Seed World

Dry Weather Makes for Guarded Seed Supply Forecast

Brent Derkatch

Extreme heat, drought on the Prairies means seed companies may have to rely on carryover stocks and move seed longer distances to ensure customers get their supply.

The drought experienced across the Prairies this summer should prompt farmers to take action now as they lock in their seed purchases for next year.

“I think the outlook for planting seed going into 2022 is probably guarded. We certainly don’t want to cry wolf, but we would advise farmers to plan accordingly and not fall into the trap of picking up the phone in March or April and trying to find seed for next year. That way, if there is a shortage, seed companies have time to figure out a solution,” says Monica Klaas, general manager of the Alberta Seed Processors and a Seeds Canada board member.

Klaas says the summer heat and lack of rain has hit some regions harder than others, but regardless of how the seed harvest goes, 2022 will likely not be business as usual in terms of the seed supply.

“I don’t think anyone would say we have a crisis on our hands, as many seed growers do carry inventory. That said, it would be wise to plan in advance, which many growers already do. The sooner you can get your seed, the better. With grain yields being lower in many areas I don’t think on-farm storage will be an issue. Last year we saw such good yields that storing seed wasn’t an option for many growers, but this year things have changed in that department.”

For Jake Ayre, seed grower and vice-president of the Keystone Agricultural Producers based in Manitoba, 2021 was a “night-and-day” year compared to 2020, when many regions experienced too much moisture. The lack of rain this summer affected seed growers in different ways depending on where they are located, he says.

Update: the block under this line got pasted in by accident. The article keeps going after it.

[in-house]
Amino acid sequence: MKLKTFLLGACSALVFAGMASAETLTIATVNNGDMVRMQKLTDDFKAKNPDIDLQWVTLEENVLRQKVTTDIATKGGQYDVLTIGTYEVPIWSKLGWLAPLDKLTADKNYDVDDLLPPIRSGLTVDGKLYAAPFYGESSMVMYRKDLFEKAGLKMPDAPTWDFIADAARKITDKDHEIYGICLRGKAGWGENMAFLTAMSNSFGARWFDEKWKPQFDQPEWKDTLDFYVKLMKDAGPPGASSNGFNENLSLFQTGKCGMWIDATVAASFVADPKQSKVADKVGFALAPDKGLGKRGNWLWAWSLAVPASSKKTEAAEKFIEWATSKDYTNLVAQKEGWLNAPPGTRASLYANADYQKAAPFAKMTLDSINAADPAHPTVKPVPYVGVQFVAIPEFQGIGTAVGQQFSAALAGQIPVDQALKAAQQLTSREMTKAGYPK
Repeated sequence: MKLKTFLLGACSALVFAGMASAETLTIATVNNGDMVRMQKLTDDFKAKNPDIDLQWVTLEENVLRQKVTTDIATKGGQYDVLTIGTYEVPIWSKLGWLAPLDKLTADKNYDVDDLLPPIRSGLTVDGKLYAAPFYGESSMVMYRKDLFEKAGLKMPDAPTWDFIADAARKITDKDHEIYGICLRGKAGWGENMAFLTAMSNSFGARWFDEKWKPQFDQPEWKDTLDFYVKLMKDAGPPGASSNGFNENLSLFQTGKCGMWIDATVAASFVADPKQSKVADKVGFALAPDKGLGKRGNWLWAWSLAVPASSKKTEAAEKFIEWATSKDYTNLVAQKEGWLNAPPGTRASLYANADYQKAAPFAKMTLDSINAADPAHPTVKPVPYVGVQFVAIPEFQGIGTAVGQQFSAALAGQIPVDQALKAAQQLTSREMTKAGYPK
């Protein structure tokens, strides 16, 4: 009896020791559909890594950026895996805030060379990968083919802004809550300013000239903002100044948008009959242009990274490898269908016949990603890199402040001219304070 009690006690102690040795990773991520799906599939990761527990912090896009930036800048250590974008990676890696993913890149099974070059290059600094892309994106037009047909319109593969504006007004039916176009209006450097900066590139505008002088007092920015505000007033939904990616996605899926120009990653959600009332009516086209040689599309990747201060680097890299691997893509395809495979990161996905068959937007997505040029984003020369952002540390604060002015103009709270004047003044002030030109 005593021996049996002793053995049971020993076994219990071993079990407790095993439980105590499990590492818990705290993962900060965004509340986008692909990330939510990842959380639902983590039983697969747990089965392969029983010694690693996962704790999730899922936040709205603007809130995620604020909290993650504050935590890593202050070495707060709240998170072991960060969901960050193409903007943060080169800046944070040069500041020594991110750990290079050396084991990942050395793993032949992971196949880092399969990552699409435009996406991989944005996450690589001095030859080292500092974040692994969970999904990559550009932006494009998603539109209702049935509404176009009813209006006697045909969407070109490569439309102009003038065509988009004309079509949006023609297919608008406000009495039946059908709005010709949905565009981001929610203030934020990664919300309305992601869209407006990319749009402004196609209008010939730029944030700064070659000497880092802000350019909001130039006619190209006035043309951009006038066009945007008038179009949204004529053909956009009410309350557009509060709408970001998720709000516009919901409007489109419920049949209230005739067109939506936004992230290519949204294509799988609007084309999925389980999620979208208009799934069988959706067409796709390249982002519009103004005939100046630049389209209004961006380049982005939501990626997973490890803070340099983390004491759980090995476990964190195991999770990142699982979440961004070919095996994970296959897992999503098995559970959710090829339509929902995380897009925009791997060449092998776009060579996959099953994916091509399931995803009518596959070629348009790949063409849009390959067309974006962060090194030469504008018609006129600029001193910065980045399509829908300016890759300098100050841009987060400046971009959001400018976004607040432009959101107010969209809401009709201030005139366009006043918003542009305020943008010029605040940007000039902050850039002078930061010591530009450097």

The extreme heat and lack of rain also brought with it an invasion of grasshoppers, but he adds that the dry weather meant low disease pressure for many seed growers.

“I guess you have to take the good with the bad,” he says. “We did risk assessments on a few fields of wheat seed and we ended up not spraying fungicide just because we felt the disease pressure just wasn’t there. I heard the same from quite a few seed growers across Manitoba and the Prairies.”

Doug Miller, CSGA executive director. PHOTO: Ema Suvajac Photography

Seed, Grain not Created Equal

In some ways, seed yield may have an advantage over grain yields as the 2022 season approaches. Brent Derkatch, director of the Canterra Seeds pedigreed seed business unit, says that canola seed is grown using irrigation, whereas canola grown as grain is not.

“When it comes to other crops, like cereals and pulses, in a typical production year seed growers and companies maybe wouldn’t pay quite as much attention to their carryover stocks. That will definitely not be the case as we move into 2022 — we will need to rely in some areas on carryover to provide enough supply for farmer customers this coming season,” Derkatch says.